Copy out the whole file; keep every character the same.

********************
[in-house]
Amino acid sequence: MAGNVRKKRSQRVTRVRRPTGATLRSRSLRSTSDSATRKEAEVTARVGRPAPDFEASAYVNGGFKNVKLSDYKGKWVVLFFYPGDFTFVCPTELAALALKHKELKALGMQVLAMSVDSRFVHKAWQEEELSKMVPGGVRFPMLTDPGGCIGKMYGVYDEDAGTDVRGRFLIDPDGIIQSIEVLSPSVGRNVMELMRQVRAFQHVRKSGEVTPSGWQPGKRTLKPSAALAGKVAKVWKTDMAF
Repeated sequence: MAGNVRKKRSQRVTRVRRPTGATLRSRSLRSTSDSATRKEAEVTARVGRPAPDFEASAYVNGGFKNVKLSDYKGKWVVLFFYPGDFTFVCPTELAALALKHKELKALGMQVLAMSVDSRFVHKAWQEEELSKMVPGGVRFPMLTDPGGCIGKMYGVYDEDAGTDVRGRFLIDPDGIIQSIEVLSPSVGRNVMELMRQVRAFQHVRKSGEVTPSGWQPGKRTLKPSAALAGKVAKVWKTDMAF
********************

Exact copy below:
[in-house]
Amino acid sequence: MAGNVRKKRSQRVTRVRRPTGATLRSRSLRSTSDSATRKEAEVTARVGRPAPDFEASAYVNGGFKNVKLSDYKGKWVVLFFYPGDFTFVCPTELAALALKHKELKALGMQVLAMSVDSRFVHKAWQEEELSKMVPGGVRFPMLTDPGGCIGKMYGVYDEDAGTDVRGRFLIDPDGIIQSIEVLSPSVGRNVMELMRQVRAFQHVRKSGEVTPSGWQPGKRTLKPSAALAGKVAKVWKTDMAF
Repeated sequence: MAGNVRKKRSQRVTRVRRPTGATLRSRSLRSTSDSATRKEAEVTARVGRPAPDFEASAYVNGGFKNVKLSDYKGKWVVLFFYPGDFTFVCPTELAALALKHKELKALGMQVLAMSVDSRFVHKAWQEEELSKMVPGGVRFPMLTDPGGCIGKMYGVYDEDAGTDVRGRFLIDPDGIIQSIEVLSPSVGRNVMELMRQVRAFQHVRKSGEVTPSGWQPGKRTLKPSAALAGKVAKVWKTDMAF